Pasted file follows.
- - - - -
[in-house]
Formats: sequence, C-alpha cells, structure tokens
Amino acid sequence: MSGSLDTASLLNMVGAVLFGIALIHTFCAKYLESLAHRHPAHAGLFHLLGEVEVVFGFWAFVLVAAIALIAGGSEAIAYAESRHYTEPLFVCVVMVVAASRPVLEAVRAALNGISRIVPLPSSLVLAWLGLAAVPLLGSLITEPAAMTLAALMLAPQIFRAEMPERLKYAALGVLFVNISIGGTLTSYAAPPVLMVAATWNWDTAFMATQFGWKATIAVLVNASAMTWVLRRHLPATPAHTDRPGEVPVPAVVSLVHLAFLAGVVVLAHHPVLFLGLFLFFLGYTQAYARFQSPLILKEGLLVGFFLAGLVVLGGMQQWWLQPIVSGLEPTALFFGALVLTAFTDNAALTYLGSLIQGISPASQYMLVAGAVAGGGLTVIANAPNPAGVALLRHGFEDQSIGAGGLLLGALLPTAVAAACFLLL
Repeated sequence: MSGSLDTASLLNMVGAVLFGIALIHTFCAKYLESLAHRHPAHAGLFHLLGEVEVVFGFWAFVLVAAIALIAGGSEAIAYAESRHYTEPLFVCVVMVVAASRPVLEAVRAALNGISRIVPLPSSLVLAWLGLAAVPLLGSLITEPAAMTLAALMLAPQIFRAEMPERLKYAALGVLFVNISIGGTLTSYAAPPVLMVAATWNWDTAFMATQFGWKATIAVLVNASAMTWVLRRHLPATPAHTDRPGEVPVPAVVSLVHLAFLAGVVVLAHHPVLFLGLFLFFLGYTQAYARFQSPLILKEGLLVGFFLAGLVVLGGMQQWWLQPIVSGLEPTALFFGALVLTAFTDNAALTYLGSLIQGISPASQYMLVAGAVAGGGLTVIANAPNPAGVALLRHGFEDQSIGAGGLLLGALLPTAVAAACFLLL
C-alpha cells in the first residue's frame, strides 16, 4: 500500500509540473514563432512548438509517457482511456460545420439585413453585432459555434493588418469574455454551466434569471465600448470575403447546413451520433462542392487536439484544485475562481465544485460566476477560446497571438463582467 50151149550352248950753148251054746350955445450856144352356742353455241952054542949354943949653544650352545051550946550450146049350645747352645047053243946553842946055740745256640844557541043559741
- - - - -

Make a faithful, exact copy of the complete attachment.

[in-house]
Formats: sequence, C-alpha cells, structure tokens
Amino acid sequence: MSGSLDTASLLNMVGAVLFGIALIHTFCAKYLESLAHRHPAHAGLFHLLGEVEVVFGFWAFVLVAAIALIAGGSEAIAYAESRHYTEPLFVCVVMVVAASRPVLEAVRAALNGISRIVPLPSSLVLAWLGLAAVPLLGSLITEPAAMTLAALMLAPQIFRAEMPERLKYAALGVLFVNISIGGTLTSYAAPPVLMVAATWNWDTAFMATQFGWKATIAVLVNASAMTWVLRRHLPATPAHTDRPGEVPVPAVVSLVHLAFLAGVVVLAHHPVLFLGLFLFFLGYTQAYARFQSPLILKEGLLVGFFLAGLVVLGGMQQWWLQPIVSGLEPTALFFGALVLTAFTDNAALTYLGSLIQGISPASQYMLVAGAVAGGGLTVIANAPNPAGVALLRHGFEDQSIGAGGLLLGALLPTAVAAACFLLL
Repeated sequence: MSGSLDTASLLNMVGAVLFGIALIHTFCAKYLESLAHRHPAHAGLFHLLGEVEVVFGFWAFVLVAAIALIAGGSEAIAYAESRHYTEPLFVCVVMVVAASRPVLEAVRAALNGISRIVPLPSSLVLAWLGLAAVPLLGSLITEPAAMTLAALMLAPQIFRAEMPERLKYAALGVLFVNISIGGTLTSYAAPPVLMVAATWNWDTAFMATQFGWKATIAVLVNASAMTWVLRRHLPATPAHTDRPGEVPVPAVVSLVHLAFLAGVVVLAHHPVLFLGLFLFFLGYTQAYARFQSPLILKEGLLVGFFLAGLVVLGGMQQWWLQPIVSGLEPTALFFGALVLTAFTDNAALTYLGSLIQGISPASQYMLVAGAVAGGGLTVIANAPNPAGVALLRHGFEDQSIGAGGLLLGALLPTAVAAACFLLL
C-alpha cells in the first residue's frame, strides 16, 4: 500500500509540473514563432512548438509517457482511456460545420439585413453585432459555434493588418469574455454551466434569471465600448470575403447546413451520433462542392487536439484544485475562481465544485460566476477560446497571438463582467 50151149550352248950753148251054746350955445450856144352356742353455241952054542949354943949653544650352545051550946550450146049350645747352645047053243946553842946055740745256640844557541043559741